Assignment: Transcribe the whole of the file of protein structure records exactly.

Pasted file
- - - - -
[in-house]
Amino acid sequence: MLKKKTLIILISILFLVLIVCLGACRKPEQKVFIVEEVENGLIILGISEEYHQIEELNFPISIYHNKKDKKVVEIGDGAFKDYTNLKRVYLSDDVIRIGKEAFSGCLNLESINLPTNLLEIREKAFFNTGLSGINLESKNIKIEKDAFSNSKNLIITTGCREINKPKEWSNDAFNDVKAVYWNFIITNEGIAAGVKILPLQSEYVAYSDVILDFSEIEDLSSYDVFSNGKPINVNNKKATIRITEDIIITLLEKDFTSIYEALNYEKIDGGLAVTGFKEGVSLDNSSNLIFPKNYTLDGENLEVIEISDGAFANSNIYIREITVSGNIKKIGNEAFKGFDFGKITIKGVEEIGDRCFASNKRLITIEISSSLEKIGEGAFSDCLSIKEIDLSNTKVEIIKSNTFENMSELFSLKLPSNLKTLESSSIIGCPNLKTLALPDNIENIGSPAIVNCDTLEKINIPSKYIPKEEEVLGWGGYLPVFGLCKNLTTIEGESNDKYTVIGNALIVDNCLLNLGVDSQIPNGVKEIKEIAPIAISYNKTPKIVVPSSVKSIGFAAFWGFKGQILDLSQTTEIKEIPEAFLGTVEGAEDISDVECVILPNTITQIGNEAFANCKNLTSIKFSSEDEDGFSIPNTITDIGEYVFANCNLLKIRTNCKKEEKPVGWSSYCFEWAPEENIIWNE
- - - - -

[in-house]
Amino acid sequence: MLKKKTLIILISILFLVLIVCLGACRKPEQKVFIVEEVENGLIILGISEEYHQIEELNFPISIYHNKKDKKVVEIGDGAFKDYTNLKRVYLSDDVIRIGKEAFSGCLNLESINLPTNLLEIREKAFFNTGLSGINLESKNIKIEKDAFSNSKNLIITTGCREINKPKEWSNDAFNDVKAVYWNFIITNEGIAAGVKILPLQSEYVAYSDVILDFSEIEDLSSYDVFSNGKPINVNNKKATIRITEDIIITLLEKDFTSIYEALNYEKIDGGLAVTGFKEGVSLDNSSNLIFPKNYTLDGENLEVIEISDGAFANSNIYIREITVSGNIKKIGNEAFKGFDFGKITIKGVEEIGDRCFASNKRLITIEISSSLEKIGEGAFSDCLSIKEIDLSNTKVEIIKSNTFENMSELFSLKLPSNLKTLESSSIIGCPNLKTLALPDNIENIGSPAIVNCDTLEKINIPSKYIPKEEEVLGWGGYLPVFGLCKNLTTIEGESNDKYTVIGNALIVDNCLLNLGVDSQIPNGVKEIKEIAPIAISYNKTPKIVVPSSVKSIGFAAFWGFKGQILDLSQTTEIKEIPEAFLGTVEGAEDISDVECVILPNTITQIGNEAFANCKNLTSIKFSSEDEDGFSIPNTITDIGEYVFANCNLLKIRTNCKKEEKPVGWSSYCFEWAPEENIIWNE